Etymotic Research, Inc. has some impressive staying power within the head-fi industry. In fact, my very first Head-Fi meet happened at their headquarters in Elk Grove. Tyll Hertsens (then of HeadRoom, now of InnerFidelity) was busy crisscrossing the US with his ‘Traveling World of Headphones’ set up – basically a veritable buttload of high-end headphone gear packed up in the back of a van. I bought my first pair of Ety’s that year, reaching what was then the pinnacle of IEM’s. A few years later, I lost them in a move and basically made-do in the meantime with my first pair of ‘audiophile’ headphones (the Alessandro MS-1’s) until the headphone bug bit me again and I scored a newer, but still used, pair off eBay.
I broke them not too long afterwards while on a business trip. As Homer Simpson would so eloquently put it, D’oh!
They do offer a trade-in program for numbskulls like me who, at the time, had a more cavalier attitude towards protecting precious head-fi gear while on a flight. So I took advantage of that and got a brand new pair. What happened to those? Well, I sold them to a local audiophile friend to fund the purchase of the Audeze LCD-XC’s.
Now, even with the fancy protective case, the LCD-XC’s aren’t what I’d call portable. Once again, with more travel looming on the horizon, I found myself wanting another pair of Ety’s and promptly found another pair for sale on Head-Fi. This time they turned out to be the ER4-P’s. Now, if you’re not familiar with the Etymotic lineup, the ER4-P’s are the lower impedance version of the ER4-S, with a concomitant slight bass boost. It does, however, come with a P to S adapter, basically bringing up the total nominal impedance and frequency response back in line with the ER4-S.
In keeping with my longstanding tradition, I lost that pair by leaving them in the seat pocket in front of me while on the actual trip.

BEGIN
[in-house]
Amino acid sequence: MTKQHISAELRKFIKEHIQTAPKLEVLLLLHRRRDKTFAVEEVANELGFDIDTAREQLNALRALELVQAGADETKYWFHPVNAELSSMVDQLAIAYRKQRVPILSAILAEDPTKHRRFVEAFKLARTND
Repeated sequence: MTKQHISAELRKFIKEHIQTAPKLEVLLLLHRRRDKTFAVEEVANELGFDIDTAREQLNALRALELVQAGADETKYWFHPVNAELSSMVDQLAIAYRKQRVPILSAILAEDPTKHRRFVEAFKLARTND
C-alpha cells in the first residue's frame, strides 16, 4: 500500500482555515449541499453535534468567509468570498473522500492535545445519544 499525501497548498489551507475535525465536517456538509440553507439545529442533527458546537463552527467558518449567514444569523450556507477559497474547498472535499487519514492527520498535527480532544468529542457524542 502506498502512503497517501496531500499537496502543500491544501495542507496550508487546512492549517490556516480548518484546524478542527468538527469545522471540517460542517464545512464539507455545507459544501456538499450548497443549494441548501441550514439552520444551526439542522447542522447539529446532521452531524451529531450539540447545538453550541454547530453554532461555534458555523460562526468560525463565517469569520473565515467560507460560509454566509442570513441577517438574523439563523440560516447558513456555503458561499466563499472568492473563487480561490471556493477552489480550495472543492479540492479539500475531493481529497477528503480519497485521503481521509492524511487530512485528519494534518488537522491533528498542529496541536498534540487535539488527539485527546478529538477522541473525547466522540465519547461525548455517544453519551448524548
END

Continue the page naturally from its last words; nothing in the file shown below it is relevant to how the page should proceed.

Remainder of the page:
Which is how I came to be the owner of a gently used pair of ER4SR’s, the recently updated version of the ER4-S. It uses a new balanced armature driver with a lower 45 ohm nominal impedance while simultaneously boosting sensitivity 8 dB over the ER4-S so it can be easily driven from your portable device. As an added bonus, the bodies housing the drivers are milled from aluminum, which means that breaking them is pretty much a thing of the past.
Luckily, the local audiophile friend still had my ER4-S’s and loaned them out to me for a short comparison. I listened primarily to two tracks – Rilo Kiley’s “Silver Lining” from Under the Blacklight and Tegan and Sara’s “I Was A Fool” from their second to last album, Heartthrob. I thought that for the most part the previous model and the newer one shared the same overall tonal balance and spatial presentation. However, the ER4SR’s sounded a bit smoother in the presence region and I did end up preferring it over the older model. Otherwise, I’d be hard-pressed to tell them apart.
In comparison to other headphones I have on hand, the LCD-XC’s sound a touch more transparent, though with a slightly brighter sound. However, the ER4SR’s can’t stand up to the hefty bottom octaves of the XC’s. The Sennheiser HD 800’s sound warmer, with fleshier vocals that seem to be a result of a slightly more prominent lower midrange / upper bass.
What’s most remarkable is that I find the ER4SR’s to be most like my loudspeakers in terms of the midrange and treble out of all the headphones I own. In other words, after an extended listening session with the Ety’s I can transition to loudspeaker listening after a very short adjustment period. The HD 800’s are fairly close in this regard, the LCD-XC’s less so than either.
The Etymotic ER4SR are certainly a worthy headphone. Reasonably priced with excellent performance, they’re the kind of gear that you can hold on to forever. Unless you’re me, of course.